MINNEAPOLIS (WCCO) — Just one week from today is the deadline for the Minnesota Legislature to complete all budget bills. And while talks continued this afternoon between the Governor and top legislative leaders the two sides remain far apart.
Republicans came up with a new offer Monday afternoon with $100 million in increased spending but remaining opposed to new taxes. Gov. Tim Walz is working on a counter offer, while the Democratic House Speaker called the GOP offer woefully inadequate.READ MORE: Alec Baldwin Fired Prop Gun That Killed Cinematographer, Injured Director On Movie Set (CBS News)
If there is no agreement by next Monday the legislature will have to go into special session to avoid a state government shutdown July 1. That also means uncertainties for key bills, including a measure to help with the skyrocketing cost of insulin.
The bill is called the Alec Smith Emergency Insulin Act. Smith died in 2017 at age 26 because he was rationing his life-saving insulin. He couldn’t afford a $1,300 refill.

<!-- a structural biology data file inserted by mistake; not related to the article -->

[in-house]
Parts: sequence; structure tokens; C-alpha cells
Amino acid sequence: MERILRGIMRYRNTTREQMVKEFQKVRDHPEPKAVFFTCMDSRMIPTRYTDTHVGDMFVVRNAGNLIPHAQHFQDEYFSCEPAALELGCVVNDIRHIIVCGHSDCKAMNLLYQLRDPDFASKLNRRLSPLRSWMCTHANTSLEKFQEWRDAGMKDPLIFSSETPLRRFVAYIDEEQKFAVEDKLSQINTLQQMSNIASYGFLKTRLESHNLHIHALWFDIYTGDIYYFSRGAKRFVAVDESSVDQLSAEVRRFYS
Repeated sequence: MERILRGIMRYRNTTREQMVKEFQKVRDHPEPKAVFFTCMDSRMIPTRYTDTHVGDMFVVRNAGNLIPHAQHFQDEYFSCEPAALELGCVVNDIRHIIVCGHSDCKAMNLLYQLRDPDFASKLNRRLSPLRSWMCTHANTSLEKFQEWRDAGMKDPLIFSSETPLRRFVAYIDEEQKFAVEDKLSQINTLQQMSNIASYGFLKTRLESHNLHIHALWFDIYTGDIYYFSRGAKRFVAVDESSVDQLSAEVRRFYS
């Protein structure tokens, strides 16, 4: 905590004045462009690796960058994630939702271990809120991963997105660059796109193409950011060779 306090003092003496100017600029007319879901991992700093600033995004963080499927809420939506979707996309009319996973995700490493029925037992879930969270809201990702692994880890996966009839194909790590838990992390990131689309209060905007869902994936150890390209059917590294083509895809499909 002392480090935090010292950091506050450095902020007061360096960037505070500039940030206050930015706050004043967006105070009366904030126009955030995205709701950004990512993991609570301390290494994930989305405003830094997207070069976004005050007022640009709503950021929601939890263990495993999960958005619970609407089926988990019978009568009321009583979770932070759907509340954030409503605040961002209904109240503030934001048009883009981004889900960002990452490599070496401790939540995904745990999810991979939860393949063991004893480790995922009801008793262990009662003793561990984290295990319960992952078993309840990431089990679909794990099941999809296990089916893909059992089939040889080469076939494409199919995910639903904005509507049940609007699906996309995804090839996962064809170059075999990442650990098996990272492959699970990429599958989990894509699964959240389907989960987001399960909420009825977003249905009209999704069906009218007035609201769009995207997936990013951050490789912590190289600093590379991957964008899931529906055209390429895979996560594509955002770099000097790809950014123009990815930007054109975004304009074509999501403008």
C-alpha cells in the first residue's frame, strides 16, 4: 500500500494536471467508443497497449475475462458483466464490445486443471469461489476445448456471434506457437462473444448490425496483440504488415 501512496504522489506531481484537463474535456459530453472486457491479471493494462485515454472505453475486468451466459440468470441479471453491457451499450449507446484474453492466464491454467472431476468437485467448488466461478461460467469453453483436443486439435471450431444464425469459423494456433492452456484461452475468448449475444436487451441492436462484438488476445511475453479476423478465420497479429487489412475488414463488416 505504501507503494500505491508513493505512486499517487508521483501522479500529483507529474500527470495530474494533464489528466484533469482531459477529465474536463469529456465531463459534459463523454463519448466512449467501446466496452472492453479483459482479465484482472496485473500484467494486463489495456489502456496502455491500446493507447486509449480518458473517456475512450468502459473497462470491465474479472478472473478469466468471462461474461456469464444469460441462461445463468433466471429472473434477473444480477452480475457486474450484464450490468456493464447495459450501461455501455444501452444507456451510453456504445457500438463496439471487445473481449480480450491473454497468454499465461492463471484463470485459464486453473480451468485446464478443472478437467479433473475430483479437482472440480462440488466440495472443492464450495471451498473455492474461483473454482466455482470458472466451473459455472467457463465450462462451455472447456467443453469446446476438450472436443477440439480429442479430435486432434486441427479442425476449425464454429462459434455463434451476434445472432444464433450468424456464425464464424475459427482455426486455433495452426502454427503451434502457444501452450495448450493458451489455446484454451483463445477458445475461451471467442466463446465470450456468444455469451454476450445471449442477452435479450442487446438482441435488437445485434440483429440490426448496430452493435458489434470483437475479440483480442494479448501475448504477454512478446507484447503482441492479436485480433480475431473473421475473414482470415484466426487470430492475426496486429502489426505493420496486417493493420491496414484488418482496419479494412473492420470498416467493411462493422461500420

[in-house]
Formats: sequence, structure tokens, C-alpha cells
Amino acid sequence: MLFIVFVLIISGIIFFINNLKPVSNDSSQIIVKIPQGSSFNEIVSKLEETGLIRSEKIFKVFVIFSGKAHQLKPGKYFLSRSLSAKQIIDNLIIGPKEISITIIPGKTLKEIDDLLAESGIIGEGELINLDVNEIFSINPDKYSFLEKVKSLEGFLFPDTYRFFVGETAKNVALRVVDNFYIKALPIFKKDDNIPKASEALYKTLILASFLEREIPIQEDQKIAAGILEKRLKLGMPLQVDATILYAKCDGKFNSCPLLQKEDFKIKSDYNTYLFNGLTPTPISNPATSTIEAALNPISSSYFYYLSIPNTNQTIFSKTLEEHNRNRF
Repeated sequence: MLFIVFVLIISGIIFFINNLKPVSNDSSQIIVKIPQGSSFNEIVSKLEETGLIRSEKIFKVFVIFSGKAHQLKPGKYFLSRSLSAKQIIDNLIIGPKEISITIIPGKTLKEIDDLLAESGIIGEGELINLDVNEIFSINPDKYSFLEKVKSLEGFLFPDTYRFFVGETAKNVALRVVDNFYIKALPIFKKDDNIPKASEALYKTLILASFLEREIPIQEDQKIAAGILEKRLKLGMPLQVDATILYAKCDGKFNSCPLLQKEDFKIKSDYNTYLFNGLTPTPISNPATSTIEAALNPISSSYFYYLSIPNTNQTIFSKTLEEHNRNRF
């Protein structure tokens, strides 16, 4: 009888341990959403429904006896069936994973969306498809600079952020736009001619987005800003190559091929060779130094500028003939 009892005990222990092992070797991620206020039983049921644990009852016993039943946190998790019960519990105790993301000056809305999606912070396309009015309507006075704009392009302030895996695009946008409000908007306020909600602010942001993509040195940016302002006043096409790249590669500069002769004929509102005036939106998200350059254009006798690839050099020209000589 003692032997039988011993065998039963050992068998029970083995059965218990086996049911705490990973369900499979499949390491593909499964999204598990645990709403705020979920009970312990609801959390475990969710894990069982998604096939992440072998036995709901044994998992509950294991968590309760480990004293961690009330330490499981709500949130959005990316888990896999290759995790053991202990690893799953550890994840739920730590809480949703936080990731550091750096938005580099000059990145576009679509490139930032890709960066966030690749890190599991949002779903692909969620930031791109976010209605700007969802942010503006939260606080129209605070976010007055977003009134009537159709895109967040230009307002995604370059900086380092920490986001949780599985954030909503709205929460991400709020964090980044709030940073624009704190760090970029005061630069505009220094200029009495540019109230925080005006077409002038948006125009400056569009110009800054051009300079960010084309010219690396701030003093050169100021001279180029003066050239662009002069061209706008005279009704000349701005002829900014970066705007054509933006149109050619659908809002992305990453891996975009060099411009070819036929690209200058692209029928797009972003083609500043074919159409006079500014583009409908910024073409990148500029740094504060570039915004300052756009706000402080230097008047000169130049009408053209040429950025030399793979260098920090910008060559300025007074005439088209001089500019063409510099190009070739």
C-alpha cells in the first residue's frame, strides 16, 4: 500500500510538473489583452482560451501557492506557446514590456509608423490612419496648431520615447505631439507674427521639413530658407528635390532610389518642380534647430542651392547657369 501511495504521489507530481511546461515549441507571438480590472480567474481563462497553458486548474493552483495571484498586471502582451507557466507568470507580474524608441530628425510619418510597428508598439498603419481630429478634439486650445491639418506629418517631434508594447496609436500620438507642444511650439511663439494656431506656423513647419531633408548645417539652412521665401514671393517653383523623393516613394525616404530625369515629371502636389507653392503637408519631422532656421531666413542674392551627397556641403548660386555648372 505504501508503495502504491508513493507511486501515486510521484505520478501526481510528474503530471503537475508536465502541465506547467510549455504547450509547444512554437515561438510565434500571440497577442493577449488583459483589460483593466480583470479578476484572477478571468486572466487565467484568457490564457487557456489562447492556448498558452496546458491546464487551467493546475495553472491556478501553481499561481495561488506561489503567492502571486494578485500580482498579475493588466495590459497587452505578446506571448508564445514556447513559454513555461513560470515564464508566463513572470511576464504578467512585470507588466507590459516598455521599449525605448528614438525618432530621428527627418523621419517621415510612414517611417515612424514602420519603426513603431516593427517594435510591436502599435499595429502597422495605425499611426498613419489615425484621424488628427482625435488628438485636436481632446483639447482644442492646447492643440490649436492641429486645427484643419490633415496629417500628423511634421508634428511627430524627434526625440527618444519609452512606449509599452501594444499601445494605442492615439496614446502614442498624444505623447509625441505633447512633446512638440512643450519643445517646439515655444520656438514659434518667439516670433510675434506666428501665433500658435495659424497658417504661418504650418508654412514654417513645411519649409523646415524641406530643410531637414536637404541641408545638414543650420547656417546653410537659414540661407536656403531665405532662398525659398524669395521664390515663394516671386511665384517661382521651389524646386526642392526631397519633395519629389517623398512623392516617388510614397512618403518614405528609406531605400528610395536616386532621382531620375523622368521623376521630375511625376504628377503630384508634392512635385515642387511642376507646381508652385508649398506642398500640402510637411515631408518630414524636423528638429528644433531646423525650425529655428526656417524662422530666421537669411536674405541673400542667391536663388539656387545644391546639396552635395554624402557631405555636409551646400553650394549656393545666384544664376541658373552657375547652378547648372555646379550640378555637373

His mother Nicole Smith Holt appeared with other moms at the State Capitol to urge the passage of the bill.
The House measure of the Alec Smith bill would provide a 90-day supply of emergency insulin and would make more individuals eligible than the Senate bill, which would provide a 30-day supply.READ MORE: 3 People Shot In Separate Minneapolis Shootings Thursday Night
Lija Greenseid, of St. Paul, says her 13-year-old daughter Arija’s insulin has cost as much as $700 a month. She just returned with some of the other mothers from an insulin-buying trip to Canada.
“Our group spent a total of $1,265 on insulin at the Canadian pharmacy. If we had paid retail cost here in the United States, it would have cost over $12,000 for the same insulin, so we saved over $11,000 last weekend by traveling to Canada,” she said. “As a mom I will do whatever it takes to make sure my daughter has what it takes to stay alive.”
Shari Wiltrout, of Cambridge, is a mother to 13-year-old twins Evelyn and Maraya, who both need insulin for their type 1 diabetes.
“For one of my daughters it costs $1,600 a month to pay for her insulin, which, if you remember what Lija said, is more than all the adults spent in Canada for three months supplies.”MORE NEWS: Data Show COVID Cases In Minnesota Schools Have Declined, But Experts Still Watching For Long-Term Trends
These mothers say they are one job loss or one emergency expense away from not being able to afford their children’s insulin. That is why they want the Conference Committee to approve the emergency measure.